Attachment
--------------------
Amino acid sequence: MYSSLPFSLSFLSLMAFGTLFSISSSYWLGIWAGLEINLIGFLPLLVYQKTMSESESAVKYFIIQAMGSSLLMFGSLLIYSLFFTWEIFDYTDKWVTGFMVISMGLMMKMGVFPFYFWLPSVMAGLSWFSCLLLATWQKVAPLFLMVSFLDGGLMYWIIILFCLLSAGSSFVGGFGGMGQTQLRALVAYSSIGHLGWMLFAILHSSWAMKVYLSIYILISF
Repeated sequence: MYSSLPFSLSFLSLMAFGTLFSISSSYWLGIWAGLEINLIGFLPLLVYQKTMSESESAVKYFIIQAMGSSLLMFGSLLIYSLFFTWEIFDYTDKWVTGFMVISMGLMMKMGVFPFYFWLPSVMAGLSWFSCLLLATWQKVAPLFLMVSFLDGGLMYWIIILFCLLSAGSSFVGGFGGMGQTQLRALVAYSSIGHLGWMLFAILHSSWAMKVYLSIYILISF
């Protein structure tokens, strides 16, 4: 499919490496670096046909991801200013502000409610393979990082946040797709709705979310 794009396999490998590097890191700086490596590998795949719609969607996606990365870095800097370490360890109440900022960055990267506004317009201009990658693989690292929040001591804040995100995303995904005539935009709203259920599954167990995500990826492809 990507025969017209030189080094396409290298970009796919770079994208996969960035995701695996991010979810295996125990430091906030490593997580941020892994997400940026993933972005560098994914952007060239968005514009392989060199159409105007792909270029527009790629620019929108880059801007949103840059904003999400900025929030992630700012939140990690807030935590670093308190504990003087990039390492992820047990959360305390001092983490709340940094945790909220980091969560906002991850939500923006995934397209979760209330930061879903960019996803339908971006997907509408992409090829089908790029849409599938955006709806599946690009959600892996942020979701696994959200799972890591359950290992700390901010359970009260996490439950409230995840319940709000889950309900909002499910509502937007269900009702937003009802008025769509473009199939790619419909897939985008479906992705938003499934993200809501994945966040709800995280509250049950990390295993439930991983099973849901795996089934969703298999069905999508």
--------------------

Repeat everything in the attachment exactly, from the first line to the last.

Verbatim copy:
Amino acid sequence: MYSSLPFSLSFLSLMAFGTLFSISSSYWLGIWAGLEINLIGFLPLLVYQKTMSESESAVKYFIIQAMGSSLLMFGSLLIYSLFFTWEIFDYTDKWVTGFMVISMGLMMKMGVFPFYFWLPSVMAGLSWFSCLLLATWQKVAPLFLMVSFLDGGLMYWIIILFCLLSAGSSFVGGFGGMGQTQLRALVAYSSIGHLGWMLFAILHSSWAMKVYLSIYILISF
Repeated sequence: MYSSLPFSLSFLSLMAFGTLFSISSSYWLGIWAGLEINLIGFLPLLVYQKTMSESESAVKYFIIQAMGSSLLMFGSLLIYSLFFTWEIFDYTDKWVTGFMVISMGLMMKMGVFPFYFWLPSVMAGLSWFSCLLLATWQKVAPLFLMVSFLDGGLMYWIIILFCLLSAGSSFVGGFGGMGQTQLRALVAYSSIGHLGWMLFAILHSSWAMKVYLSIYILISF
């Protein structure tokens, strides 16, 4: 499919490496670096046909991801200013502000409610393979990082946040797709709705979310 794009396999490998590097890191700086490596590998795949719609969607996606990365870095800097370490360890109440900022960055990267506004317009201009990658693989690292929040001591804040995100995303995904005539935009709203259920599954167990995500990826492809 990507025969017209030189080094396409290298970009796919770079994208996969960035995701695996991010979810295996125990430091906030490593997580941020892994997400940026993933972005560098994914952007060239968005514009392989060199159409105007792909270029527009790629620019929108880059801007949103840059904003999400900025929030992630700012939140990690807030935590670093308190504990003087990039390492992820047990959360305390001092983490709340940094945790909220980091969560906002991850939500923006995934397209979760209330930061879903960019996803339908971006997907509408992409090829089908790029849409599938955006709806599946690009959600892996942020979701696994959200799972890591359950290992700390901010359970009260996490439950409230995840319940709000889950309900909002499910509502937007269900009702937003009802008025769509473009199939790619419909897939985008479906992705938003499934993200809501994945966040709800995280509250049950990390295993439930991983099973849901795996089934969703298999069905999508």